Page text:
Paper No. 6
Presentation Time: 1:30 PM-5:30 PM
THE USE OF DENDROCHRONOLOGICAL ASSESSMENT IN DATING A GEOLOGIC SLUMP EVENT IN ERIE BLUFFS STATE PARK, ERIE, PA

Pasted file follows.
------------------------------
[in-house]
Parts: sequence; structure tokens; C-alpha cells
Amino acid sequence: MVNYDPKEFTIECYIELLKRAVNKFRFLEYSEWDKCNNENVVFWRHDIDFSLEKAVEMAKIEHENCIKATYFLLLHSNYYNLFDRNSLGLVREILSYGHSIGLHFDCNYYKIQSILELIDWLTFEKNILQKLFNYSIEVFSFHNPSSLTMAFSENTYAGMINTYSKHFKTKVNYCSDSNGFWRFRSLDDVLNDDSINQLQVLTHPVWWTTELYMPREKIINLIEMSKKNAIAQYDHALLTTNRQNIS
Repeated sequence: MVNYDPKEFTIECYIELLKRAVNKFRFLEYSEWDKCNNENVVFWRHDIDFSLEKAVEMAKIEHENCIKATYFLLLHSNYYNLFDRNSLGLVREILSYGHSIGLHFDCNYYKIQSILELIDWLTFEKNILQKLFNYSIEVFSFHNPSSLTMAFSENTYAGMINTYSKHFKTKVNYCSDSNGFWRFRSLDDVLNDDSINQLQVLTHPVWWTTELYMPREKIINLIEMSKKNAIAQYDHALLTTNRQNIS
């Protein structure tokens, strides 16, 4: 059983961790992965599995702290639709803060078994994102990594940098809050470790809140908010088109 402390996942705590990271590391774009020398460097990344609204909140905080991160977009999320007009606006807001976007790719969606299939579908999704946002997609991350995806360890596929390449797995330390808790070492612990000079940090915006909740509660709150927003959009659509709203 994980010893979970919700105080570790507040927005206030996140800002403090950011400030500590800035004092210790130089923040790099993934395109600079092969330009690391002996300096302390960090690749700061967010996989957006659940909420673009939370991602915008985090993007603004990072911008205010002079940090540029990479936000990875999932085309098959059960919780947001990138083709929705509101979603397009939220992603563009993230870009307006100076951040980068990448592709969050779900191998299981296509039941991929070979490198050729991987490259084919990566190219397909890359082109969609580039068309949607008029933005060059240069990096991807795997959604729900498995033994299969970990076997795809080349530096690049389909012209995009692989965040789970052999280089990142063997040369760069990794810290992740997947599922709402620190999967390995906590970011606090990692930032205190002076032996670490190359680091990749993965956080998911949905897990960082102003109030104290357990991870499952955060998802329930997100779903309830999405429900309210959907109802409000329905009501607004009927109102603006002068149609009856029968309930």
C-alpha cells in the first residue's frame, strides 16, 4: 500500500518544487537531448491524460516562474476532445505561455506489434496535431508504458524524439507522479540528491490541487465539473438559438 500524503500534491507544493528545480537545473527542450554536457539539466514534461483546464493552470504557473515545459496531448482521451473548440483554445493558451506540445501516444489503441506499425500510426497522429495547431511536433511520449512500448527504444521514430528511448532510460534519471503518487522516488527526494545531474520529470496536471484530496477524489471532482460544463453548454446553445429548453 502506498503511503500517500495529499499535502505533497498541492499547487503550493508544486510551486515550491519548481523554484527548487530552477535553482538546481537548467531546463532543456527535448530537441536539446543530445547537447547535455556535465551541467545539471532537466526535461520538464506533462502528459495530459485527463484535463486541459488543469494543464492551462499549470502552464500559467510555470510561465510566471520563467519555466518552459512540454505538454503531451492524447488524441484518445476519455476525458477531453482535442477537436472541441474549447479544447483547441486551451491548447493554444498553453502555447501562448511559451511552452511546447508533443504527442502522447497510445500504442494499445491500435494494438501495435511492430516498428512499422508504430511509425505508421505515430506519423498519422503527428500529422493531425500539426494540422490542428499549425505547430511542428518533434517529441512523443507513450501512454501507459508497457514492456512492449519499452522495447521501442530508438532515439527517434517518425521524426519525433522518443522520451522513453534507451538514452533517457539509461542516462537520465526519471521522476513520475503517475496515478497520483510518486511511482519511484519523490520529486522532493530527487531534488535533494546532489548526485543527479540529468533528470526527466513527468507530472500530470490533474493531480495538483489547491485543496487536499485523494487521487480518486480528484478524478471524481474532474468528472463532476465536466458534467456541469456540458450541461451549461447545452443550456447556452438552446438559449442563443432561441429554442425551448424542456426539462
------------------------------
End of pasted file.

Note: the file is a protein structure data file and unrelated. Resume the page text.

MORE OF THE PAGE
Tree rings provide a means for dating various geologic phenomena and, specifically, have been used to date mass wasting events (Bryant et al., 1989; Harker, 1996; Alestalo, 1971). Here we use tree rings to determine the timing of an individual slump block along the Lake Erie shoreline in Erie Bluffs State Park in Erie, PA with the ultimate goal of calculating the rate of shoreline erosion along this section of the lake. In particular, this project investigates the relationship between tree-ring width patterns and hill slope failure. The process of such an investigation involves sampling and analyzing cores from trees that appear to pre-date and post-date the slumping event at a specific bluff location. By comparing the ages of trees that grew before and after the slumping event, it should be possible to date the slump block. Our sampling is currently in progress, but preliminary core samples from a tree pre-dating the slump exhibit ring width variance. Since width variance is present in these cores, we know it will be possible to identify the timing and geomorphologic nature of the slumping event. We are continuing to take core samples along transects parallel and perpendicular to the slump block. This project is the first known attempt at using dendrochronology to date hill slope failure in Erie Bluffs State Park. If preliminary dating results can be verified by subsequent samples, dates may be used to calculate the erosion rate of the bluffs at the location under investigation and demonstrate that this technique could be applied to other locations along the Lake Erie bluffs.